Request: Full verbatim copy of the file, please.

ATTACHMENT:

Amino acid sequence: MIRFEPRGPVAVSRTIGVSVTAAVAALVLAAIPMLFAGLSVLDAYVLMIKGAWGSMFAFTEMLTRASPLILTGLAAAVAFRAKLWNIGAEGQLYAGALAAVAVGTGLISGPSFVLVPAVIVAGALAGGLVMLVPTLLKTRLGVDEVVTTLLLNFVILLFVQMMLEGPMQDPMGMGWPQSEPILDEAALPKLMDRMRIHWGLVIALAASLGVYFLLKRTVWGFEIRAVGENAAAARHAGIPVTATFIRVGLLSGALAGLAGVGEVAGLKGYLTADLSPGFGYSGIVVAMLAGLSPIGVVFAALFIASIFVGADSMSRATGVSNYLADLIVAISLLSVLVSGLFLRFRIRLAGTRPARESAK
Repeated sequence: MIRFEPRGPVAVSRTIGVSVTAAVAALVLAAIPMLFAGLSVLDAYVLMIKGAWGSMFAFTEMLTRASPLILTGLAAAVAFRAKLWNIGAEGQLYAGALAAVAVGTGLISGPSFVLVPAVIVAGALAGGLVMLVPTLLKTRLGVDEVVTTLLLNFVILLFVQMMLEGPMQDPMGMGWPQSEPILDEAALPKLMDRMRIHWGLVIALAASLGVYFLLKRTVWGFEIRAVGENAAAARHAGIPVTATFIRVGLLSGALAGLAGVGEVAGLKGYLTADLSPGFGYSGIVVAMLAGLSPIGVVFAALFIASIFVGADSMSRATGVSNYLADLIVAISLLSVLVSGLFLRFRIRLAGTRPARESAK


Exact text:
Amino acid sequence: MIRFEPRGPVAVSRTIGVSVTAAVAALVLAAIPMLFAGLSVLDAYVLMIKGAWGSMFAFTEMLTRASPLILTGLAAAVAFRAKLWNIGAEGQLYAGALAAVAVGTGLISGPSFVLVPAVIVAGALAGGLVMLVPTLLKTRLGVDEVVTTLLLNFVILLFVQMMLEGPMQDPMGMGWPQSEPILDEAALPKLMDRMRIHWGLVIALAASLGVYFLLKRTVWGFEIRAVGENAAAARHAGIPVTATFIRVGLLSGALAGLAGVGEVAGLKGYLTADLSPGFGYSGIVVAMLAGLSPIGVVFAALFIASIFVGADSMSRATGVSNYLADLIVAISLLSVLVSGLFLRFRIRLAGTRPARESAK
Repeated sequence: MIRFEPRGPVAVSRTIGVSVTAAVAALVLAAIPMLFAGLSVLDAYVLMIKGAWGSMFAFTEMLTRASPLILTGLAAAVAFRAKLWNIGAEGQLYAGALAAVAVGTGLISGPSFVLVPAVIVAGALAGGLVMLVPTLLKTRLGVDEVVTTLLLNFVILLFVQMMLEGPMQDPMGMGWPQSEPILDEAALPKLMDRMRIHWGLVIALAASLGVYFLLKRTVWGFEIRAVGENAAAARHAGIPVTATFIRVGLLSGALAGLAGVGEVAGLKGYLTADLSPGFGYSGIVVAMLAGLSPIGVVFAALFIASIFVGADSMSRATGVSNYLADLIVAISLLSVLVSGLFLRFRIRLAGTRPARESAK